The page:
The plaintiffs claimed that their house had been damaged by radioactive material that had been discharged into the Irish Sea from Sellafield which had subsequently become deposited in their house as dust.
Held: The l965 Act required them to established that there had been damage to property, meaning tangible property. He went on to reject the plaintiffs’ claim that the house included the air space within the walls, ceilings and floors and that it had been damaged by the presence of radioactive material which had resulted in the house being rendered less valuable. All that had happened was that the house had been contaminated and that did not amount to damage to property which was the type of damage for which the Act provided compensation. The fact that the house was less valuable was the economic result of the presence of radioactive material, not the result of damage to the house from the radioactive properties of the material.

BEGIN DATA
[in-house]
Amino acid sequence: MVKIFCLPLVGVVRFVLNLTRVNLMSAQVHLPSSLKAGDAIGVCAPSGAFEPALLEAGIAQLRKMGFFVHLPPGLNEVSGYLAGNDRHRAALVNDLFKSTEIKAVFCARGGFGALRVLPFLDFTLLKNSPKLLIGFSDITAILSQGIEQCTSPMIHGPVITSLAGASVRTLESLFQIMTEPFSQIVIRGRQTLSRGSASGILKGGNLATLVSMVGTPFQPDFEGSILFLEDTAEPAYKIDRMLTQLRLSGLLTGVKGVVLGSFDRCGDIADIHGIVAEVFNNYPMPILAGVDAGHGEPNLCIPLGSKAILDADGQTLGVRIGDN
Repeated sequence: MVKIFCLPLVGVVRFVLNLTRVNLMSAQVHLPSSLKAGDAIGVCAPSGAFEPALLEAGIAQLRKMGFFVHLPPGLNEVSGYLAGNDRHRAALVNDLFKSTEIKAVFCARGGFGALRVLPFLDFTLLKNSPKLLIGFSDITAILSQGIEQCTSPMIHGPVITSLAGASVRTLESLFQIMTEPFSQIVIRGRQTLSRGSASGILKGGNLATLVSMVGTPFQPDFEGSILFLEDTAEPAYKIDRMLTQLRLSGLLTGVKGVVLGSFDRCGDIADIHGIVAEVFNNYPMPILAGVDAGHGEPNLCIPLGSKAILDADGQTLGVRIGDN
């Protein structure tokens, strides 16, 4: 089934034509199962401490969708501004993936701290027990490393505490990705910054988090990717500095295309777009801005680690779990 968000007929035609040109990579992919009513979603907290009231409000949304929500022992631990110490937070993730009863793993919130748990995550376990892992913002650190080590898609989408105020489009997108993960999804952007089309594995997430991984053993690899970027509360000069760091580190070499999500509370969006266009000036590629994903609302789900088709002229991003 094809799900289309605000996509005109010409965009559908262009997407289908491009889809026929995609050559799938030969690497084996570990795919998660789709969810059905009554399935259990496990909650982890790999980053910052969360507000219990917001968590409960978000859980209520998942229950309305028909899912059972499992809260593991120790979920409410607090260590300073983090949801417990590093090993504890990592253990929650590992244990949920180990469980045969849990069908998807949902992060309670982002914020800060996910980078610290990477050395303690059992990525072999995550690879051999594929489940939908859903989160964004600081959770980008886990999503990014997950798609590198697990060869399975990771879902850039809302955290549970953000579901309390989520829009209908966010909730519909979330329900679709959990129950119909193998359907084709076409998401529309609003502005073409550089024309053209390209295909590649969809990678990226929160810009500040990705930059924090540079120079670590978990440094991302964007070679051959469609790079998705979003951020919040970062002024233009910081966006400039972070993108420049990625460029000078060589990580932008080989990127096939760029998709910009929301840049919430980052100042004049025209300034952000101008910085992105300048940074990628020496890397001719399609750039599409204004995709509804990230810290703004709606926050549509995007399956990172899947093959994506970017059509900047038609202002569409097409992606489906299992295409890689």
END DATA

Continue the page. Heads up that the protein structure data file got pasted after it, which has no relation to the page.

2 QB 557,  CLY 2662,  3 WLR 383
England and Wales
Cited – Transco plc v Stockport Metropolitan Borough Council HL 19-Nov-2003
Rylands does not apply to Statutory Works
The claimant laid a large gas main through an embankment. A large water supply pipe nearby broke, and very substantial volumes of water escaped, causing the embankment to slip, and the gas main to fracture.
Held: The rule in Rylands v Fletcher . .
Lists of cited by and citing cases may be incomplete.
Updated: 29 April 2022; Ref: scu.188045